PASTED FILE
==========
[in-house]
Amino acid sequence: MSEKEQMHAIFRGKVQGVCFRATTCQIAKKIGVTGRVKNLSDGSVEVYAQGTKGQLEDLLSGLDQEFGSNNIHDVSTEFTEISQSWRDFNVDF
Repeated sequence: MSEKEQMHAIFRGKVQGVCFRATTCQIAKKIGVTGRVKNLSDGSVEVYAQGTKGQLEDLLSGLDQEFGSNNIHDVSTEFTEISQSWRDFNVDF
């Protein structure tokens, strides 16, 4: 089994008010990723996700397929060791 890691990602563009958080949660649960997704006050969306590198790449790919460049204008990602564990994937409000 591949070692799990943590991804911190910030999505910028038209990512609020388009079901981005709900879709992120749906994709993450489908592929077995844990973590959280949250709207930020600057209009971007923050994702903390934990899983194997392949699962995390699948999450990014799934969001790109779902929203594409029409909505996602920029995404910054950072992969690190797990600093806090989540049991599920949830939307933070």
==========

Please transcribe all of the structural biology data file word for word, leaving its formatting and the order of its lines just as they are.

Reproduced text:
[in-house]
Amino acid sequence: MSEKEQMHAIFRGKVQGVCFRATTCQIAKKIGVTGRVKNLSDGSVEVYAQGTKGQLEDLLSGLDQEFGSNNIHDVSTEFTEISQSWRDFNVDF
Repeated sequence: MSEKEQMHAIFRGKVQGVCFRATTCQIAKKIGVTGRVKNLSDGSVEVYAQGTKGQLEDLLSGLDQEFGSNNIHDVSTEFTEISQSWRDFNVDF
């Protein structure tokens, strides 16, 4: 089994008010990723996700397929060791 890691990602563009958080949660649960997704006050969306590198790449790919460049204008990602564990994937409000 591949070692799990943590991804911190910030999505910028038209990512609020388009079901981005709900879709992120749906994709993450489908592929077995844990973590959280949250709207930020600057209009971007923050994702903390934990899983194997392949699962995390699948999450990014799934969001790109779902929203594409029409909505996602920029995404910054950072992969690190797990600093806090989540049991599920949830939307933070």